- ASX SPI 200 futures up 0.4% to 7,138.00
- Dow Average up 0.6% to 34,559.98
- Aussie up 0.4% to 0.6430 per US$
- U.S. 10-year yield fell 3.2bps to 4.2020%
- Australia 3-year bond yield rose 1 bp to 3.86%
- Australia 10-year bond yield fell 2.1 bps to 4.14%
- Gold spot up 0.3% to $1,920.20
- Brent futures down 0.1% to $84.38/bbl
- 17:40: (AU) RBA’s Bullock-Speech
Asian stocks looked poised to follow US equities higher, with traders awaiting a raft of economic figures over the next few days for clues on the outlook for global central bank policy.
Equity futures for Hong Kong and Australia pointed to gains on Tuesday after the S&P 500 notched its first back-to-back advance in August. Most major currencies were little changed in early trading. The upcoming Japanese jobs report is expected to fit into the view of a central bank on hold.
Expect the yen to weaken to levels last seen more than 30 years ago if the Bank of Japan sticks to its dovish stance, according to Goldman Sachs Group Inc. Over the next six months the yen is projected to reach 155 per dollar — the weakest since June 1990, according to strategists led by Kamakshya Trivedi. They had previously expected the yen to trade to 135.
The Japanese currency hovered near 146.5 against the dollar. It has lost more than 10% this year.
August’s risk-off mood showed some signs of abating, but global equities are still poised for their worst month since September.
Employment growth in the US probably cooled and wage increases moderated in August, suggesting a further tempering of inflation risks that reduces the urgency for another Federal Reserve interest-rate hike. Euro-area inflation readings will also be in focus this week, while China’s PMI figures are expected to reinforce that the economy is going from bad to worse.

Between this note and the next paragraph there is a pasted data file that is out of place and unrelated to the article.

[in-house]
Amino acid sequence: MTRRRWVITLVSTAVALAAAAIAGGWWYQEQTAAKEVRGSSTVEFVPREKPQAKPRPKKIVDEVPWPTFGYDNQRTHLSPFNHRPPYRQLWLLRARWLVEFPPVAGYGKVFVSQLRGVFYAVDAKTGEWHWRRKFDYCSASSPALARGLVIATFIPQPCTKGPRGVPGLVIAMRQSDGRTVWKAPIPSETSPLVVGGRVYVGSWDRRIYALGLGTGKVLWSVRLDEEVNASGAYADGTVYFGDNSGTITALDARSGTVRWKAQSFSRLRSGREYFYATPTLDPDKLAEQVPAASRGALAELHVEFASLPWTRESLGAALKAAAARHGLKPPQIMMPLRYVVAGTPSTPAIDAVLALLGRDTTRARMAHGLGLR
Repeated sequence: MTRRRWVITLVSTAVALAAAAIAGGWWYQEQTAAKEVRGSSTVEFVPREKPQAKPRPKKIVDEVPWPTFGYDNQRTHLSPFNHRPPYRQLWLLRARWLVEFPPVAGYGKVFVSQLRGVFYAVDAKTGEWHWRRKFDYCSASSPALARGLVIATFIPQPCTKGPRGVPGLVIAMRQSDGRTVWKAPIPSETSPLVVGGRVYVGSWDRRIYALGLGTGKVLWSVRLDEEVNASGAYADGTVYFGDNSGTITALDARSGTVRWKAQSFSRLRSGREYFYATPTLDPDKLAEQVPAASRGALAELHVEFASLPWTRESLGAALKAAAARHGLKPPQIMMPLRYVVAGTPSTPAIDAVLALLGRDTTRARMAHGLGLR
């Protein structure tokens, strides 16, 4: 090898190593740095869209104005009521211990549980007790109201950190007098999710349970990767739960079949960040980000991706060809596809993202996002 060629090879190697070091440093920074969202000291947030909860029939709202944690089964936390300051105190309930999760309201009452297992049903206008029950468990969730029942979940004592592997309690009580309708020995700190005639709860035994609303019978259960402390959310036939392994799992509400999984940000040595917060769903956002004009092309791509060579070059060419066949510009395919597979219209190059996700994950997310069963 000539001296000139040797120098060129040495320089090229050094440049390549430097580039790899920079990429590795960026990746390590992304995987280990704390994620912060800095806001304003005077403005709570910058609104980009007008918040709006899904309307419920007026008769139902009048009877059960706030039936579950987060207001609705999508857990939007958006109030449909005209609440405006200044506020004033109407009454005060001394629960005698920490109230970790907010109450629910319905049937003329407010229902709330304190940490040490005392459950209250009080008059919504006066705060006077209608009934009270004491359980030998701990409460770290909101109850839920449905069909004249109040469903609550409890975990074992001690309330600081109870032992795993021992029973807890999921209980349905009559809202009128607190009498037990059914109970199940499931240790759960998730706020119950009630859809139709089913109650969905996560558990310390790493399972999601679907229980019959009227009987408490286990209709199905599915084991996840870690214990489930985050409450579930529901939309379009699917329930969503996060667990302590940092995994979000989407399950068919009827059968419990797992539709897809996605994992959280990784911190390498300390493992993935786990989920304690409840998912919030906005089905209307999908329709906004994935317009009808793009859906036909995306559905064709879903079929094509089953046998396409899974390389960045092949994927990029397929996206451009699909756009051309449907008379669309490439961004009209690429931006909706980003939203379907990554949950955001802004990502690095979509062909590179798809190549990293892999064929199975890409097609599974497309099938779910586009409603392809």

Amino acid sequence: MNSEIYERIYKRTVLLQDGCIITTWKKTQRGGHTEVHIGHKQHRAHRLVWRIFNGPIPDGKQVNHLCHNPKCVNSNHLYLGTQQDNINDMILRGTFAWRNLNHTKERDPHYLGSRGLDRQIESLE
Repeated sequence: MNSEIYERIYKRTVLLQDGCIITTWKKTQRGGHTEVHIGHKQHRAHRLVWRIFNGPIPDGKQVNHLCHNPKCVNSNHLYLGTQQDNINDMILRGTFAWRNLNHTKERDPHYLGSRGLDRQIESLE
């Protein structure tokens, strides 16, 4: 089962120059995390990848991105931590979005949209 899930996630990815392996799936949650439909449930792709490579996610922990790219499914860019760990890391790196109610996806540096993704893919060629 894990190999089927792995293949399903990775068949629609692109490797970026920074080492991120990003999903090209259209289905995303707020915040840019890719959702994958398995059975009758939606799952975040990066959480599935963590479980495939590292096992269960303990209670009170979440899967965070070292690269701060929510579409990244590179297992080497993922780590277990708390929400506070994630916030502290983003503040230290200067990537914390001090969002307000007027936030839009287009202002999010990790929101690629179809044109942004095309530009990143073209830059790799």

Bloomberg Economics expects Australia’s CPI report to show inflation easing to 5.2% year on year in July from 5.4% in June, as changes in childcare subsidies damp service-price gains. The data are due Wednesday.
- Broadly, inflation is on a downward track. We see it returning to the midpoint of the Reserve Bank of Australia’s 2%-3% target band in 3Q24.
- But over the coming months there’s a risk it will get sticky due to recent increases in gasoline prices.
- The RBA is likely to keep a tightening bias at its Sept. 4 meeting in order to ensure inflation expectations remain contained, though a rate hike is unlikely.
- The central bank will probably want to see further evidence inflation is headed back toward its target band before it explicitly confirms it’s finishing tightening.